Dakar Rally legend Hubert Auriol dies

First competitor to win in both the bike and car classes succumbs to illness aged 68

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Hubert Auriol, who won the Dakar Rally on three occasions between 1981 and 1992, has died following a lengthy illness at the age of 68.

Born in Addis Abeba in Ethiopa in 1952, Auriol plied his early Dakar days in the motorbike category, competing nine times and winning the event for BMW in 1981 and 1983.

Nicknamed “the African”, Auriol was a natural on the fast desert tracks of the Dakar and gained universal admiration in the 1987 edition following an epic rally-long duel with great rival Cyril Neveu.

The pair battled tooth-and-nail all rally, with Auriol crashing agonizingly close to the end on the penultimate stage, breaking both ankles.

Despite this, he made it to the finish broken and in tears as Neveu claimed victory.

Auriol then moved into the car category the following year, contesting the 1988 edition in a factory Mitsubishi Pajero T3.

He won the 1992 Dakar, which finished in Cape Town, South Africa with Mitsubishi before joining Citroën for 1993.

His final Dakar as a competitor came in 1994, marred by controversy when both Auriol and team-mate Pierre Lartigue by-passed a waypoint while the Mitsubishi duo of Bruno Saby and Jean-Luc Fontenay got stuck in the sand dunes.

Auriol still holds the record for the highest number of stage wins in one Dakar in the bike category (9) and has a total of 37 stage wins across the bike and car classes.

After retiring, Auriol joined Dakar organizer, the ASO, and was race director of the event between 1995 and 2004 before handing over to Patrick Zaniroli.

Auriol, who was also crowned cross-country rallies champion five times, was awarded the National Order of Merit and the Légion d’honneur in 1995.

Peterhansel leads tributes to Auriol


Photo: Charly Lopez / DPPI

A number of current competitors paid their tributes to Auriol at the bivouac upon finishing Sunday’s stage seven of the Dakar, including former bike winners Stéphane Peterhansel and Cyril Desprès.

Speaking to French television station France 4, Peterhansel said Auriol inspired him as a young rider in the late 1980s.

“Hubert typified class,” he said.

“I think the whole of the rally raid world will shed a tear today. There are a lot of the newer generation who don’t know him, but I was one who discovered the Dakar because of him.”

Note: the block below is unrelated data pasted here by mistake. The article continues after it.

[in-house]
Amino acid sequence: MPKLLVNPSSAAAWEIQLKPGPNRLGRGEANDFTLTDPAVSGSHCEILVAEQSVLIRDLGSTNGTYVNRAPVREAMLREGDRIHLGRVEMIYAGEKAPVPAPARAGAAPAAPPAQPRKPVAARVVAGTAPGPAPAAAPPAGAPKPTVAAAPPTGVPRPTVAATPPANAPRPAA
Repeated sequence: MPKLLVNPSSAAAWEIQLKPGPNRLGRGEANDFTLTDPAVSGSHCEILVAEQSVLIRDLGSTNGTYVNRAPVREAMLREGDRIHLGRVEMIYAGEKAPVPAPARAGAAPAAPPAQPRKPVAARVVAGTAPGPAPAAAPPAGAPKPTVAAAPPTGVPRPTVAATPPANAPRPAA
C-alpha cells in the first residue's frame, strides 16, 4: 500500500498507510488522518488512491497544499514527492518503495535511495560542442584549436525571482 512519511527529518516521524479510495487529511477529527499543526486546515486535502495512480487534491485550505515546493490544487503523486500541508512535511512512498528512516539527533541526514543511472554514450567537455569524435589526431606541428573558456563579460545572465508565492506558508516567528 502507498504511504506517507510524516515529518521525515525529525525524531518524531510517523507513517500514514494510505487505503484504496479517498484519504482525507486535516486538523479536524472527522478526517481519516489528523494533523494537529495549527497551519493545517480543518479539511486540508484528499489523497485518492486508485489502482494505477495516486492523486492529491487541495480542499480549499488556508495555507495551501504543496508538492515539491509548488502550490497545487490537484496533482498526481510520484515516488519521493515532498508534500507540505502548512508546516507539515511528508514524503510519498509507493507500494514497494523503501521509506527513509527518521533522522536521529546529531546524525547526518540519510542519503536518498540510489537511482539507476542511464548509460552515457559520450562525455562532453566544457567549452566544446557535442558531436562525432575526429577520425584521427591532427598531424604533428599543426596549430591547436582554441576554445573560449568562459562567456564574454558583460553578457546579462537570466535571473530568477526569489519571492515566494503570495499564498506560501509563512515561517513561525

Desprès was another to feel the impact of Auriol’s legacy on two wheels.

“He made us dream [of the Dakar],” said Desprès.

“The first time I arrived at BMW, Hubert’s bike was there, and it was incredible. I was just a kid when he was flat out in the African deserts in his duels with Cyril Neveu, which undoubtedly marked my childhood and my first steps into rallying. I am lucky enough to have met him on numerous occasions. A great man has left us.”


Xavier de Soultrait in action during stage seven

Photo: Eric Vargiolu / DPPI

Current bike competitor and former Yamaha rider Xavier de Soultrait added: “he was the inspiration for me; he arrived as an adventurer rather than a competitor and then became a competitor. It’s incredible what he achieved, and he is an example for a lot of people I believe.”

Luc Alphand, who won the Dakar in a car in 2007 and who now works for France Télévision’s coverage of the event, said Auriol ‘had an aura about him’.

“I remember I had a tough time on my very first Dakar and he tried to help me through, to get me back on course,” Alphand said.

“He understood the race, we’re all here to get to the finish and complete the dream [of competing on the Dakar]. Hubert was someone who had an aura about him, when I met him in Saudi Arabia last year, there was something in his eyes that made it clear he was happy to see the competitors, to be in the bivouac and to soak up the atmosphere of the Dakar.”

Words:Stephen Brunsdon

Photos:McKlein Image Database